What is the research process you go through?
I’m an old-school journalist. I want to know everything and I pursue it doggedly. I subscribe to the Iceberg Theory: You might only read 10% of what I know, but it will feel absolutely authentic because you’ll sense that I know my subject intimately.

You have also been a commentator/narrator on several Discovery TV shows that deal with heinous crimes. How did that come about? Are the videos about the books you’ve done?
True crime has boomed on TV. Whole channels are devoted to it. Producers want established figures to help narrate their stories, sharing the benefit of their experience and knowledge, and helping to dissect what is likely a bizarre story. I’ve appeared as a narrator on several episodes of Investigation Discovery, History Channel, and A&E shows. Most of the time, however, the featured crimes are not stories I’ve written about in my books. That’s just part of TV’s illusion.

Do you have an agent?
Yes. When I was first starting out, agents were a necessity because most big publishers only considered agented manuscripts. With the advent of digital publishing and the rise of smaller houses that are leveraging the power of print-on-demand, ebooks, and Internet marketing, the landscape has changed. But for those of us who still see value in traditional publishing, an agent is necessary to navigate the increasingly complex legal and marketing issues of an industry in flux.

Your books have been published by multiple publishers. Are all of these traditional publishers? 
At some peril to my long-term earning potential, I write diverse stories that fascinate me. I’ve done a literary novel, a couple thrillers, a few true-crimes, some quirky history books, and a memoir—frustrating editors, agents, and readers who think a writer should specialize in a single genre. Thus, my sundry manuscripts go to the best homes we can find.

A few have been published by major houses like Berkley and St. Martin’s Press; the rest by respected mid-sized houses such as Globe Pequot or Fair Winds. In the past year, I began experimenting with other bestselling, established authors in innovative independent publishing ventures, just to explore future options as traditional publishing contracts, but I remain devoted to traditional publishing as the best way to get one’s stories into the most readers’ hands.

What type of publicity has been the most successful in promoting your book? 
That world hasn’t changed much: Good publicity is a war on multiple fronts. For most books, there’s no publicity better than mainstream print media, but book-review sections are dwindling. TV and radio exposure helps, but doesn’t always bump sales. Blogging, online mentions, Tweets … all good but none will make you a bestseller alone. Too many beginners over-estimate the value of social-media, thinking that 1,500 Facebook friends equals 1,500 sales … when, in reality, it’ll be under 150. So a writer must be ready to promote on many platforms, each of which is part of a giant, 3D puzzle that seems always to be missing several pieces.

What would you steer clear of in promotions?
What would I avoid? Those annoying, desperate daily social-media posts that scream (sometimes literally) “Buy my book!” This cloddish behavior favored by amateurs causes readers to feel intruded upon, chased, manipulated, poked, and probably conned—and thousands are doing it. Social media is about making connections, not blunt-force trauma. If this is your promotion strategy, please just shut up.

Besides writing your own books, you also offer your services as an editor. Why?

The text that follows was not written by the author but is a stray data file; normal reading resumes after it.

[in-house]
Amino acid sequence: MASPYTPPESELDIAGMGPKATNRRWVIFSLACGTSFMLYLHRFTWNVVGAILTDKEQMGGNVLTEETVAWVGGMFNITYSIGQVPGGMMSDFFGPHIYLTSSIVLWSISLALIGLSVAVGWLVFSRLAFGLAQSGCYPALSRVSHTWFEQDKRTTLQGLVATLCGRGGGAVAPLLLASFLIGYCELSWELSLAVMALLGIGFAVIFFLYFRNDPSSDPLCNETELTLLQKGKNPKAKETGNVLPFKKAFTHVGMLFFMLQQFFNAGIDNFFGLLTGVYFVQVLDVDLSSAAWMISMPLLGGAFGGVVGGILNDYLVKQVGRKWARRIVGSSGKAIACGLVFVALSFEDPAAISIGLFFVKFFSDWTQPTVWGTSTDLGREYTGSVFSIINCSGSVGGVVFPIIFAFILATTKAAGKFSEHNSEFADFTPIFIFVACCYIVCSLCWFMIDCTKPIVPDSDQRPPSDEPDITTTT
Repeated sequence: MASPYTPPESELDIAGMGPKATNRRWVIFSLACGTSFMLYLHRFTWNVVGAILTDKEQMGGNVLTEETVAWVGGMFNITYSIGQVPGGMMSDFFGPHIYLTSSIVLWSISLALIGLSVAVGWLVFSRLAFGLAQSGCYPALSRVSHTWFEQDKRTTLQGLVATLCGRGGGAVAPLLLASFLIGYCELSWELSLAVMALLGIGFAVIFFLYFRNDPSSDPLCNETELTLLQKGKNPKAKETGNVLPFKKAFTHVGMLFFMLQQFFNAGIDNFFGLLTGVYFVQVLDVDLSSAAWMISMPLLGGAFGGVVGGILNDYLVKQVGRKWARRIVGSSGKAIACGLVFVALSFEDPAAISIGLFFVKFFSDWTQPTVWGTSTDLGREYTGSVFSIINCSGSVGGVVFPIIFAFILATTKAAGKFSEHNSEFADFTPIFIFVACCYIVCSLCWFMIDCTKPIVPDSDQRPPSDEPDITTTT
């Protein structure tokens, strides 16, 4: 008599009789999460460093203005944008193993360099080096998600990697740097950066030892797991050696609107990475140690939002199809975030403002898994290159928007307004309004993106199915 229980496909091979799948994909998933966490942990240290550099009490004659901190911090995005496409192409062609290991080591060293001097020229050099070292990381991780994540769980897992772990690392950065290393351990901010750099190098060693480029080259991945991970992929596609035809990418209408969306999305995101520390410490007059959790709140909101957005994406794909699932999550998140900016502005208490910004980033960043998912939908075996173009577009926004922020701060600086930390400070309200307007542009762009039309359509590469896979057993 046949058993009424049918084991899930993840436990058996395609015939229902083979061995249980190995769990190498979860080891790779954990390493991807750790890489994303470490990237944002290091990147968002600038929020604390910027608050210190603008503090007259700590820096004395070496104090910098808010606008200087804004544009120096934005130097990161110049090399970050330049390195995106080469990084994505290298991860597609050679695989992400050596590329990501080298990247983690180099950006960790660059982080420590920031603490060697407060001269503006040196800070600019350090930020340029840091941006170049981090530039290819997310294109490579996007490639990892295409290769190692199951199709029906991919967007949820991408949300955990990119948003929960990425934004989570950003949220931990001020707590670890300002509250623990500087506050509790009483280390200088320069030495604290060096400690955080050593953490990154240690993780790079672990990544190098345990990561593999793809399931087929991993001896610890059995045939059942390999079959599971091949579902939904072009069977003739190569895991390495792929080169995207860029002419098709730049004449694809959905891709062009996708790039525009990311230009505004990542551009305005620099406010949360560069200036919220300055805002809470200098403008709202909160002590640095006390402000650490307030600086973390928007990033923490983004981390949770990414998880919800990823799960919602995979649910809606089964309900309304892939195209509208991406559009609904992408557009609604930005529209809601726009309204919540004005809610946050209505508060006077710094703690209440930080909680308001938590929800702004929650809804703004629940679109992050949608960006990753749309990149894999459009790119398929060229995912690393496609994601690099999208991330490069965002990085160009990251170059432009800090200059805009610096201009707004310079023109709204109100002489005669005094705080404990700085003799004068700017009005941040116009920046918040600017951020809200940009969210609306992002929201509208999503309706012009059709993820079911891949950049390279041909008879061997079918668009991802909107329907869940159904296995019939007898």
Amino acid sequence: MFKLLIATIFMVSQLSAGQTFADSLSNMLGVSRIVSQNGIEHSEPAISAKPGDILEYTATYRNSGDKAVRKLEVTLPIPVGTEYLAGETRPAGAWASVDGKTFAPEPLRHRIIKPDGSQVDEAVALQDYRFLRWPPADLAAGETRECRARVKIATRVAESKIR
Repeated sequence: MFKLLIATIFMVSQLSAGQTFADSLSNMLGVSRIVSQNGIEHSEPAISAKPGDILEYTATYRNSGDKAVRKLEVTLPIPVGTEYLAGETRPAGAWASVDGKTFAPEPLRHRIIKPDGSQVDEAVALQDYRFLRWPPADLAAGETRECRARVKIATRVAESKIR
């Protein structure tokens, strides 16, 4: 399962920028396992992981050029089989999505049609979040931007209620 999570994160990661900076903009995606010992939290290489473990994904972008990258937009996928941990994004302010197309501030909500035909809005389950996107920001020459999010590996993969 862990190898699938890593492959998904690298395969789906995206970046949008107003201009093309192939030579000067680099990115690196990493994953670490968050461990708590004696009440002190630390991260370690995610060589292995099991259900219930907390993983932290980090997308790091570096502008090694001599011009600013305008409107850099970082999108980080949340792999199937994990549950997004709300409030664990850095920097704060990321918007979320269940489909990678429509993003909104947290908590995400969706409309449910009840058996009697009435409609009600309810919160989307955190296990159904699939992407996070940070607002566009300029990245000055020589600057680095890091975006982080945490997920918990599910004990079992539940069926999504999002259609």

I spent a good part of my newspaper career as an editor, so it comes to me as naturally as writing. Trade publishers are doing less and less for authors these days, transferring a lot of the burden for editing, promotion, and other necessities to the writer. And self-publishers bear the entire burden.

Annoyed by unscrupulous “editors” who were taking advantage of would-be authors’ dreams, I began charging a penny-a-word for a few manuscripts. Word spread and demand grew. In the past five years, I’ve edited more than 150 manuscripts, some of which were eventually trade-published and have done well. And my rates doubled … to two cents-a-word.

Have s there been any books you’ve passed on for editing?
Because story theory, grammar, and typos don’t care what genre you write, I don’t either. I have gently suggested that some British or Australian authors seek “local” editing because of differences between our peculiar forms of English, but I’ve also edited such manuscripts with great results.

What do you know now about writing that you wished you had known sooner?
My peerless pal Lorenzo Carcaterra, author of the great “Sleepers,” once told me: “When you are in your little writer’s garret, you are an artist. When you leave, you’re a shoe clerk in a world of shoe clerks.”

What he said so colorfully was that we must be both artists and entrepreneurs. It’s not enough to just arrange the ink beautifully on a piece of paper. You must then convince someone of your words’ value. The ability to think like a good shoe clerk—to anticipate a need, to make your product stand out, to sell it—is absolutely necessary for a successful writer.

What other books do you have in the works?
My 15th book, MORGUE: A LIFE IN DEATH, will be published by St. Martin’s Press in May 2016. Co-authored with one of the world’s most renowned medical examiners, Dr. Vincent Di Maio, the book explores his most historic, infamous, and heartbreaking cases, from Lee Harvey Oswald to Trayvon Martin.

What is the best advice you’ve been given about writing or that you’ve learned that you would like to pass along?
There are no magic beans. Good writing is about practice, practice, practice. Malcolm Gladwell, who studied the lives of extremely successful people, concluded that mastery of any pursuit requires at least 10,000 hours of repetition—almost five years worth of 40-hour weeks. We all want to be great at something, but there are no shortcuts. If you can’t do the time, don’t add to the considerable word-pollution that’s clogging the pipeline, obscuring quality works, and drowning out the voices of truly gifted, experienced, patient, serious authors.